Tiny change leads to lawsuit
Did Lykes, FPL and Glades County come together to alter rules to allow an Everglades power plant?
By Craig Pittman, Times Staff Writer
Published March 15, 2007
Tampa-based Lykes Brothers and Florida's largest utility cut a deal with Glades County officials to illegally rezone 400,000 acres of Lykes land to allow the utility to build a power plant at the edge of the Everglades, an environmental group charged in a lawsuit filed late Tuesday.
The Lykes land, which covers 90 percent of Glades County, had been zoned for agriculture. The rezoning, quietly approved by Glades officials last year, inserted the letter "P" into line number 1,745 of a 2,100-line table in its land-use ordinance, the suit contends.
That small alteration changed the uses permitted in agricultural areas to include power plants.
"They just slipped it by everybody," said David Guest of Earthjustice, which filed the suit on behalf of five Glades County landowners.
Glades officials weren't trying to fool anyone, said Assistant County Administrator Larry Hilton. The change was supposed to help Lykes develop a 3,500-home community called Muse Village in another part of the county, he said, not hide Florida Power & Light's plans for a new coal-fired plant near Lake Okeechobee.
Lykes vice president Mark Morton said his company asked for the change, but agreed with Hilton that this wasn't about FPL's new plant.
"We told the county that they needed to add language to allow utilities on agricultural land" to provide power for Muse Village, he said. "After that, the power company thing came up."
An FPL spokeswoman declined to comment.
To keep pace with rising electricity demands, FPL has been trying for years to build a power plant somewhere in South Florida. Originally, the utility intended to build it in St. Lucie County, a plan that stirred tremendous controversy.
In November 2005, St. Lucie commissioners said no because of pollution concerns and possible violations of the county's growth plan.
So, in February 2006, FPL officials began talking to Glades County officials about building a 1,960-megawatt plant there. Last September, the utility announced it would build the plant on about 5,000 acres of Lykes-owned farmland 5 miles northwest of Moore Haven.
That puts it within 70 miles of Everglades National Park and 40 miles north of Big Cypress National Preserve. Utility officials say the $5.7-billion plant will employ a technology called advanced supercritical pulverization, burning coal at extremely high temperatures and using extensive filters to make it far cleaner than a regular coal-fired plant.
But last week the Sierra Club, Florida Wildlife Federation and other environmental groups filed papers with the Public Service Commission to oppose the plant, citing concerns about the impact of pollution on the already imperiled Everglades.
Everglades National Park Superintendent Dan Kimball has also expressed concern about the plant's smokestacks pumping mercury into the air and water. Mercury contamination is already such a big problem at the park that visitors are warned not to eat fish caught there.
The news that Glades commissioners had approved a land-use change that would clear the way for building a coal-fired power plant in their backyard caught local residents off-guard, said Lynn Kilcoyne, who has lived there 20 years.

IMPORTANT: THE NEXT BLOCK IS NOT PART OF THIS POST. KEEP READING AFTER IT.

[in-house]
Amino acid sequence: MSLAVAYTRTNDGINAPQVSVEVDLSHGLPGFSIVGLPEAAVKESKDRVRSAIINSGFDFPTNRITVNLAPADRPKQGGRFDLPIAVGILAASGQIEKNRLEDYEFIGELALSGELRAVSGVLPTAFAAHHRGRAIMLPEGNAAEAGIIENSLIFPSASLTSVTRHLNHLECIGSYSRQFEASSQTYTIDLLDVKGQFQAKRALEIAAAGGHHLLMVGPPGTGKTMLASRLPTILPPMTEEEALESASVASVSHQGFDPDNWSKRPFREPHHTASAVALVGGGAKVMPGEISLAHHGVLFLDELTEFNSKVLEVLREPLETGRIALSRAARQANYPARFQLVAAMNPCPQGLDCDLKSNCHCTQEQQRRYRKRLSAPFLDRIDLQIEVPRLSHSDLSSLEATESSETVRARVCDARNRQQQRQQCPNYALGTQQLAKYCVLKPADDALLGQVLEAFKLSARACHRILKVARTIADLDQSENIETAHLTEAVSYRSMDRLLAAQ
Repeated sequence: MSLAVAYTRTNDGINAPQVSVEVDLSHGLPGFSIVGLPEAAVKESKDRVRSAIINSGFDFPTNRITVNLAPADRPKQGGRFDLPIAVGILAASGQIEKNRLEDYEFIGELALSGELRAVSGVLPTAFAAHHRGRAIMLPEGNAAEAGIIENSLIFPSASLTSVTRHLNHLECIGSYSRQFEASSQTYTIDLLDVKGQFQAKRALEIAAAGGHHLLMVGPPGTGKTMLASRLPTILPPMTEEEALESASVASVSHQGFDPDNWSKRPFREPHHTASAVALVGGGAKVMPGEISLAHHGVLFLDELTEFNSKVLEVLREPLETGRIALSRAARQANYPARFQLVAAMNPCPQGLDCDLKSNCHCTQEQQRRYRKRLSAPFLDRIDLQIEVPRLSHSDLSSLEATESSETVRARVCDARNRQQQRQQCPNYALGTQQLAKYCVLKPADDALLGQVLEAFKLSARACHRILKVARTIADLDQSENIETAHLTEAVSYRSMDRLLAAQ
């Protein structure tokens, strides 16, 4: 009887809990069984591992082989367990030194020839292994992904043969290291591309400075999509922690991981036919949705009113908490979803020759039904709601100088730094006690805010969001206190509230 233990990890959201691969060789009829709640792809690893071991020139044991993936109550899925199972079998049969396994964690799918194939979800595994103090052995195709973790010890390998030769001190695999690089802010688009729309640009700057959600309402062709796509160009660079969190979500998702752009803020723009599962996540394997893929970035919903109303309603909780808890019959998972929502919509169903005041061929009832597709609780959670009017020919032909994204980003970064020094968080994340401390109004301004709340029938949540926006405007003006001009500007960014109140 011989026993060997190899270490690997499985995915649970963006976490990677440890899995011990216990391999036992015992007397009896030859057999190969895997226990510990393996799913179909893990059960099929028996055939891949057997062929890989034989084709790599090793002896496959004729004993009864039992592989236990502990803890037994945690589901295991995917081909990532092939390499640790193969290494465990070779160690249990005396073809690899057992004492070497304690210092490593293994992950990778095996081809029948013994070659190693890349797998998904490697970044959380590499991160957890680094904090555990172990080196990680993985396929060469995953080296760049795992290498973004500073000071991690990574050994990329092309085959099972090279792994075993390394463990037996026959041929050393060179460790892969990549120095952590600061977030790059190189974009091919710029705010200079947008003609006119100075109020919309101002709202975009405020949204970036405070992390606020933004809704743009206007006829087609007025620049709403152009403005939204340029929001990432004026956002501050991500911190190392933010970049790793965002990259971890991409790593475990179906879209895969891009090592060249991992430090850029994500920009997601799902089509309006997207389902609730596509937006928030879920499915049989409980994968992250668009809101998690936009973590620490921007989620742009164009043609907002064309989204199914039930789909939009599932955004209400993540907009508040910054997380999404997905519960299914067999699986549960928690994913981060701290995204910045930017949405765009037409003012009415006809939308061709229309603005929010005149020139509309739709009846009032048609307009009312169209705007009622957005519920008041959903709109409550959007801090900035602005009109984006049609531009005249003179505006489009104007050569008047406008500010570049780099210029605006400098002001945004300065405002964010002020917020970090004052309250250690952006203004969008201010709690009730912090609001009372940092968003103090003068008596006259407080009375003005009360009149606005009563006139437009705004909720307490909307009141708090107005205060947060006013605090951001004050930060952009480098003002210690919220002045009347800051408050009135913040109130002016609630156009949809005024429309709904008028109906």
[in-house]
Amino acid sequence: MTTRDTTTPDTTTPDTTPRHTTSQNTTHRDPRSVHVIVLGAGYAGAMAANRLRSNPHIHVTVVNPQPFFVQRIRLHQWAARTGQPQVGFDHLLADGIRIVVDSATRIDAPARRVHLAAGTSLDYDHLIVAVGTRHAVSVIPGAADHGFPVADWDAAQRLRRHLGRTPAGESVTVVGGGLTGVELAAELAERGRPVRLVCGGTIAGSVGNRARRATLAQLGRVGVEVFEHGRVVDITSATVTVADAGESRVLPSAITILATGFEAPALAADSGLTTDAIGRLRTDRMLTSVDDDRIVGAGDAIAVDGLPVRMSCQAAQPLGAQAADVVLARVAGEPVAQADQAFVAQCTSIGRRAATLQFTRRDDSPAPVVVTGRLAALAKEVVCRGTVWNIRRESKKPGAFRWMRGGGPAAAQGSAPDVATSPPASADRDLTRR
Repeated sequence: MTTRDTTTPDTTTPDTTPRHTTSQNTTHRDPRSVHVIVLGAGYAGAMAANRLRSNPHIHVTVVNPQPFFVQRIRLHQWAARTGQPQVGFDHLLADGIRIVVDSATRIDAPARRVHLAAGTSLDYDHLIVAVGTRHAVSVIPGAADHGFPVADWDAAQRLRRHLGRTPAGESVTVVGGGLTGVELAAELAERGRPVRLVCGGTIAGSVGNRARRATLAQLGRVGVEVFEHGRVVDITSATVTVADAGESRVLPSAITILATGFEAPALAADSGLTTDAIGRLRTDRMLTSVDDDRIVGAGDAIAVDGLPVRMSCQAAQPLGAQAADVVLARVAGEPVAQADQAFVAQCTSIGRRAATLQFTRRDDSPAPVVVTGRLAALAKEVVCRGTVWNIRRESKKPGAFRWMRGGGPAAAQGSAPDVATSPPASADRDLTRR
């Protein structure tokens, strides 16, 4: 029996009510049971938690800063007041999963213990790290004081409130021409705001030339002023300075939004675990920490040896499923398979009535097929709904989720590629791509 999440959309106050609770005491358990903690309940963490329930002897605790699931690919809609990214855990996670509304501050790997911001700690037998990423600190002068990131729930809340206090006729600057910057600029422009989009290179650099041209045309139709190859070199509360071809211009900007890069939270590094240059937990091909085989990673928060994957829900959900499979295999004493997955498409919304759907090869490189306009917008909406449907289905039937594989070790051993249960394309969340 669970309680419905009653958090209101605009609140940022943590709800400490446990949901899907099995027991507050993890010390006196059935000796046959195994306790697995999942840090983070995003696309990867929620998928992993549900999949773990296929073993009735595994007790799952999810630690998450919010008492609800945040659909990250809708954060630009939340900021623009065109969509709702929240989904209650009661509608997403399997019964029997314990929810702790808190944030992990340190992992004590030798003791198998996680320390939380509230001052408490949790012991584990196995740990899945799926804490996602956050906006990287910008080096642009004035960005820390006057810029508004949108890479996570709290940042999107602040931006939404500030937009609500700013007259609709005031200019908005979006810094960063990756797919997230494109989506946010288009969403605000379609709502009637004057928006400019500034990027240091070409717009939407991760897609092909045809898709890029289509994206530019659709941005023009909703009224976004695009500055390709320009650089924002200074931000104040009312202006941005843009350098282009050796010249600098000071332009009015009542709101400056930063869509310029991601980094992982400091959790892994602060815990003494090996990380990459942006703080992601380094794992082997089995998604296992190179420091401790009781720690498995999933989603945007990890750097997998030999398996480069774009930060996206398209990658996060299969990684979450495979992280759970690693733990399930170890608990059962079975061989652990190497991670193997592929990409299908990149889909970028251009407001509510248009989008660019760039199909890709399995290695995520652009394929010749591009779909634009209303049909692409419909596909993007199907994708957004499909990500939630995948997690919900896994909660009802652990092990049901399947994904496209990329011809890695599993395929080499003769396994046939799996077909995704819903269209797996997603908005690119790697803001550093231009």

"I'm amazed at how sneaky they've been in all this," said Kilcoyne, lead plaintiff in the lawsuit.
Records obtained by Earthjustice show that Hilton and County Manager Wendell Taylor met on March 29, 2006, with four FPL executives as well as Morton and another executive from Lykes and Glades County Commission Chairman Butch Jones.
No records show what they discussed. But at that point the zoning code said land zoned for agriculture would not be suitable for commercial and industrial development.
On April 6, 2006, county officials sent out a public notice about a proposed land-use change that made no mention of power plants. After two public hearings at which no one mentioned power plants, the commission in May adopted the change by a unanimous vote.
After the vote, George Whidden of Florida Power & Light sent an e-mail to Glades officials thanking them for the "very substantial progress you have made on our endeavor" and stating "it is indeed a pleasure working with such straightforward folks."
The suit seeks to stop Glades from being able to use the new zoning for the FPL plant. So far, no hearing dates have been scheduled.
Times staff research Caryn Baird contributed to this story.
Craig Pittman can be reached at firstname.lastname@example.org or at 727-893-8530.
What is Lykes Brothers?
Lykes Brothers is the state's oldest business dynasty, formed in 1900 by the seven sons of Dr. Howell Tyson Lykes. Their company dominated the cattle, citrus, fertilizer, sugar and timber industries, owned banks, the Lykes brand meat-packing business, natural gas and steel companies as well as the world's largest steamship line. But since the last surviving brother died in 1967, the company has sold off many divisions and lost some of its prominence. It still controls swaths of Florida real estate, and is helping to push for a new road, the Heartland Parkway, that could boost its property's value.
[Last modified March 14, 2007, 22:49:42]
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